Saturday, November 27, 2010
November 27, 2010 : Lanternfish
Lanternfishes (or myctophids, from the Greek mykter, "nose" and ophis, "serpent") are small, deep sea fish of the large family Myctophidae. One of two families in the order Myctophiformes, the Myctophidae are represented by 246 species in 33 genera, and are found in oceans worldwide. They are aptly named after their conspicuous use of bioluminescence. Their sister family, the Neoscopelidae, are much fewer in number but superficially very similar; at least one neoscopelid shares the common name 'lanternfish': the large-scaled lantern fish, Neoscopelus macrolepidotus.
Sampling via deep trawling indicates that lanternfish account for as much as 65% of all deep sea fish biomass. Indeed, lanternfish are among the most widely distributed, populous, and diverse of all vertebrates, playing an important ecological role as prey for larger organisms. With an estimated global biomass of 550 - 660 million metric tonnes, several times the entire world fisheries catch, lanternfish also account for much of the biomass responsible for the deep scattering layer of the world's oceans. In the Southern Ocean, myctophids provide an alternative food resource to krill for predators such as squid and the king penguin. Although plentiful and prolific, currently only a few commercial lanternfish fisheries exist: limited operations off South Africa, in the sub-Antarctic, and in the Gulf of Oman.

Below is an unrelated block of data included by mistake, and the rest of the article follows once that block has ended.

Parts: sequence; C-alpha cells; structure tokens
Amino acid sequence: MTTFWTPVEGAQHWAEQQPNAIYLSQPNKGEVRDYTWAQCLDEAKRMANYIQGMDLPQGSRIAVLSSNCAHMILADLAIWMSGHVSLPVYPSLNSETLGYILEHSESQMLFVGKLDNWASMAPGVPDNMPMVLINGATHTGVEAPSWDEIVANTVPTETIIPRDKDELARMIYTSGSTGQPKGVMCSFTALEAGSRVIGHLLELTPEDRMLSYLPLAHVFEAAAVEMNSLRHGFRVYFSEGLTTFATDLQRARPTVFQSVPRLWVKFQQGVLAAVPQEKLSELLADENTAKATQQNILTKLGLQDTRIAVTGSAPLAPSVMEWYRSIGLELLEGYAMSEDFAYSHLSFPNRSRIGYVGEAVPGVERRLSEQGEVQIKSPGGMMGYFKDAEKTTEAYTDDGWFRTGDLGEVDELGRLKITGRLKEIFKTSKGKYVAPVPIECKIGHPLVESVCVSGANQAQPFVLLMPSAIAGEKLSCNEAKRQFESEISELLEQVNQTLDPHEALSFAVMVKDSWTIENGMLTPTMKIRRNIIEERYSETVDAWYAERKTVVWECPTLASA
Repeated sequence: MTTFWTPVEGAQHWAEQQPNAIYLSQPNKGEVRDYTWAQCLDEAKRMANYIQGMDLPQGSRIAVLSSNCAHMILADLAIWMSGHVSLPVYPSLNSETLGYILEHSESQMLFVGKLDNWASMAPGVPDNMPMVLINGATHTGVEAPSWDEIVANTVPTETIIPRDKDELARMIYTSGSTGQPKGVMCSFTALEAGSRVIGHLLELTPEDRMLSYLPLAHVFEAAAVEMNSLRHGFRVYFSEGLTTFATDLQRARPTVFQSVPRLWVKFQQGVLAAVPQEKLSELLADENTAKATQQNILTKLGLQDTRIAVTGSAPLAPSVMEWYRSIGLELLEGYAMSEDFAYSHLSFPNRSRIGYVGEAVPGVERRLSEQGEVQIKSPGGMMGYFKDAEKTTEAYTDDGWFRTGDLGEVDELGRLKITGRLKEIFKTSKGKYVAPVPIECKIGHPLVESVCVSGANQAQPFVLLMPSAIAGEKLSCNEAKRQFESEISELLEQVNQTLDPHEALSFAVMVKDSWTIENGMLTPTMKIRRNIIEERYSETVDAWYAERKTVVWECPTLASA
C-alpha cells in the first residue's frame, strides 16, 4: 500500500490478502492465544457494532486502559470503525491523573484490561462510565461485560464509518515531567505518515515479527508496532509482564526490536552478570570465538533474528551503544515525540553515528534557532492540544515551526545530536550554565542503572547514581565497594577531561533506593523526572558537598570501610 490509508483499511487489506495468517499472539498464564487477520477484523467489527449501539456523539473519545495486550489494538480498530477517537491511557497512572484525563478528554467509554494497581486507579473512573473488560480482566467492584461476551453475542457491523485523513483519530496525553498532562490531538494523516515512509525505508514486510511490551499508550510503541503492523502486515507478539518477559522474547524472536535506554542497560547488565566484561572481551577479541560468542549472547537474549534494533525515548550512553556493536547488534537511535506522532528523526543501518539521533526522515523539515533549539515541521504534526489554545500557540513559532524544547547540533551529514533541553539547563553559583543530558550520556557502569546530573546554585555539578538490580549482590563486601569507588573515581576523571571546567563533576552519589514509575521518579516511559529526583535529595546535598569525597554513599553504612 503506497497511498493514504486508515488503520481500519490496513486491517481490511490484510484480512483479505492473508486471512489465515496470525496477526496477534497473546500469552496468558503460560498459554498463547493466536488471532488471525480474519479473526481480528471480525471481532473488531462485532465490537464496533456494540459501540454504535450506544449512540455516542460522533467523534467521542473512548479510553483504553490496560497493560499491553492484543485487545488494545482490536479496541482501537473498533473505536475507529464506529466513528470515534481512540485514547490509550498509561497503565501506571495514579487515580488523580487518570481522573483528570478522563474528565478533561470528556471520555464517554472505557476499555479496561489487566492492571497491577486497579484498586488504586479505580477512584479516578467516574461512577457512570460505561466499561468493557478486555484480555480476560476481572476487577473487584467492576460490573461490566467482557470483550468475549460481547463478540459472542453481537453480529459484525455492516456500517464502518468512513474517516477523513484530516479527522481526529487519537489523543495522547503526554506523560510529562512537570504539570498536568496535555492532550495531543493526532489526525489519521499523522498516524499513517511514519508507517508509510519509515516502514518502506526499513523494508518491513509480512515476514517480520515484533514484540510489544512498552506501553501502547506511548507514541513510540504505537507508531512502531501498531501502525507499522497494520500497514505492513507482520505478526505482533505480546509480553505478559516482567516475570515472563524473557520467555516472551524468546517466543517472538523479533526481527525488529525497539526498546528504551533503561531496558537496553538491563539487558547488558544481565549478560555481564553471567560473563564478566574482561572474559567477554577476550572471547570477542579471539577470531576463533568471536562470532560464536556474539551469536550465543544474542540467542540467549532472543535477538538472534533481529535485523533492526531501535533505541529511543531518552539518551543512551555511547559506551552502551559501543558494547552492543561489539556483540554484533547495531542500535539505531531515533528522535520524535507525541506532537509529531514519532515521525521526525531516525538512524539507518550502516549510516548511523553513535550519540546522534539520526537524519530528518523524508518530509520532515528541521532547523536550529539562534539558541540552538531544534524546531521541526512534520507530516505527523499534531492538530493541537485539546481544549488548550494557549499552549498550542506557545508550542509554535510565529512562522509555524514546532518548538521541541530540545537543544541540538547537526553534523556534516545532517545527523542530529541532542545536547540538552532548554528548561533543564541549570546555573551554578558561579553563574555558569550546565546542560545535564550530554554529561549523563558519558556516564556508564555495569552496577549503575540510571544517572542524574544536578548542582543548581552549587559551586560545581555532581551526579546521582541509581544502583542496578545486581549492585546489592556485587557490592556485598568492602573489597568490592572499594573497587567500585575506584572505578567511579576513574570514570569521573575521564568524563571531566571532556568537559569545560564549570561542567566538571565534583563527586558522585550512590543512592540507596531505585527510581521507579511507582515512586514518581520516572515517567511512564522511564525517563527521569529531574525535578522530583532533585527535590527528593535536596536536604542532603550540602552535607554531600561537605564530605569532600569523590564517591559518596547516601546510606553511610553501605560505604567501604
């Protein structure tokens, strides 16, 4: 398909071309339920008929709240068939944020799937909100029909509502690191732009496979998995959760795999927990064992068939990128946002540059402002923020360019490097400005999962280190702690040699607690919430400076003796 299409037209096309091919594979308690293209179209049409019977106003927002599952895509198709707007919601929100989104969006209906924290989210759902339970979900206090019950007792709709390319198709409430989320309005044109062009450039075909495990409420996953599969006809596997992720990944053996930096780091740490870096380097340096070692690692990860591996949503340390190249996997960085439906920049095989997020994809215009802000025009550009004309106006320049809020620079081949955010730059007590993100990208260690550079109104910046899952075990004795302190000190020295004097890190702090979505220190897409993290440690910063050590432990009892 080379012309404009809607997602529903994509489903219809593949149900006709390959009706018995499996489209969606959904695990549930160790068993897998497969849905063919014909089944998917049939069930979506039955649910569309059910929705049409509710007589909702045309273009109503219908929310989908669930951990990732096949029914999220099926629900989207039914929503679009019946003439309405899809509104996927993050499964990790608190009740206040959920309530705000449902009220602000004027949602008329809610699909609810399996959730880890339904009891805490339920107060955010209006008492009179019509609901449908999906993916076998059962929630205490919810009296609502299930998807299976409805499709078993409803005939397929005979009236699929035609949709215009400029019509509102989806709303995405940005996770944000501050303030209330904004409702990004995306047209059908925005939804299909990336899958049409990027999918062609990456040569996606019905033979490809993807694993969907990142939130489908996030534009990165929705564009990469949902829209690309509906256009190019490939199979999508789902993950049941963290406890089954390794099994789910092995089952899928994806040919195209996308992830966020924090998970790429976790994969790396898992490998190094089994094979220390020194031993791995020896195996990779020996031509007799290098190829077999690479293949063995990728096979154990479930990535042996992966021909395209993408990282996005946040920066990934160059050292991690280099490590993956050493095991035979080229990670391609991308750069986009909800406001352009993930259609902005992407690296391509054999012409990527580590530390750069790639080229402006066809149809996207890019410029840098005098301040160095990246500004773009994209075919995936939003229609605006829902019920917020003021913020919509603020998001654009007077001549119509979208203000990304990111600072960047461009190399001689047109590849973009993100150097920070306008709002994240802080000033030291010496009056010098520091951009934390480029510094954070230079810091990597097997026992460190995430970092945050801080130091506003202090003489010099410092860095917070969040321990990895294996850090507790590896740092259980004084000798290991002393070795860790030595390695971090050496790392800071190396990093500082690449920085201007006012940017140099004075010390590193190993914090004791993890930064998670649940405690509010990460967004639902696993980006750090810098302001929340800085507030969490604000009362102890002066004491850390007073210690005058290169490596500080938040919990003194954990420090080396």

In all but one species, Taaningichthys paurolychnus, a number of photophores (light-producing organs) are present; these are paired and concentrated in ventrolateral rows on the body and head. Some may also possess specialised photophores on the caudal peduncle, in proximity to the eyes (e.g., the "headlights" of Diaphus species), and luminous patches at the base of the fins. The photophores emit a weak blue, green, or yellow light, and are known to be arranged in species-specific patterns. In some species, the pattern varies between males and females. This is true for the luminous caudal patches, with the males' being typically above the tail and the females' being below the tail.